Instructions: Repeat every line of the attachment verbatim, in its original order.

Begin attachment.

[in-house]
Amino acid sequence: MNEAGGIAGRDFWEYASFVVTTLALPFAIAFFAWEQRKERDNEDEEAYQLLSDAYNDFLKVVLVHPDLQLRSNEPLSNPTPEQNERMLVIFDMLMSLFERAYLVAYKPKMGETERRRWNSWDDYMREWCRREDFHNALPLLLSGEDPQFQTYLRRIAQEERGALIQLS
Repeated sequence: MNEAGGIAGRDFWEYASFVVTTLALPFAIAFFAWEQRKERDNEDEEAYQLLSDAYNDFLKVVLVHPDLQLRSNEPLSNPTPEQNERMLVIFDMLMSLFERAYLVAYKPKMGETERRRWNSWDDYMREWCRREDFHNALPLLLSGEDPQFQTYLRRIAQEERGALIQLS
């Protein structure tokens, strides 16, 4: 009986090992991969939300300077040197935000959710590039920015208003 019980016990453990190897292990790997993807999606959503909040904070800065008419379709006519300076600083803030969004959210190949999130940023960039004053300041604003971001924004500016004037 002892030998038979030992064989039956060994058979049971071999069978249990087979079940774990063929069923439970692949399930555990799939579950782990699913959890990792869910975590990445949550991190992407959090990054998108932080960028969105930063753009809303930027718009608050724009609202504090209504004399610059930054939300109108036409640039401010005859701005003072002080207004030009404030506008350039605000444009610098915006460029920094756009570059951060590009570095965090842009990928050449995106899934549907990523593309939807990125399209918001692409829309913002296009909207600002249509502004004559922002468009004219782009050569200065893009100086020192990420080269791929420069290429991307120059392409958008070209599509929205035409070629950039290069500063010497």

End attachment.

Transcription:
[in-house]
Amino acid sequence: MNEAGGIAGRDFWEYASFVVTTLALPFAIAFFAWEQRKERDNEDEEAYQLLSDAYNDFLKVVLVHPDLQLRSNEPLSNPTPEQNERMLVIFDMLMSLFERAYLVAYKPKMGETERRRWNSWDDYMREWCRREDFHNALPLLLSGEDPQFQTYLRRIAQEERGALIQLS
Repeated sequence: MNEAGGIAGRDFWEYASFVVTTLALPFAIAFFAWEQRKERDNEDEEAYQLLSDAYNDFLKVVLVHPDLQLRSNEPLSNPTPEQNERMLVIFDMLMSLFERAYLVAYKPKMGETERRRWNSWDDYMREWCRREDFHNALPLLLSGEDPQFQTYLRRIAQEERGALIQLS
């Protein structure tokens, strides 16, 4: 009986090992991969939300300077040197935000959710590039920015208003 019980016990453990190897292990790997993807999606959503909040904070800065008419379709006519300076600083803030969004959210190949999130940023960039004053300041604003971001924004500016004037 002892030998038979030992064989039956060994058979049971071999069978249990087979079940774990063929069923439970692949399930555990799939579950782990699913959890990792869910975590990445949550991190992407959090990054998108932080960028969105930063753009809303930027718009608050724009609202504090209504004399610059930054939300109108036409640039401010005859701005003072002080207004030009404030506008350039605000444009610098915006460029920094756009570059951060590009570095965090842009990928050449995106899934549907990523593309939807990125399209918001692409829309913002296009909207600002249509502004004559922002468009004219782009050569200065893009100086020192990420080269791929420069290429991307120059392409958008070209599509929205035409070629950039290069500063010497």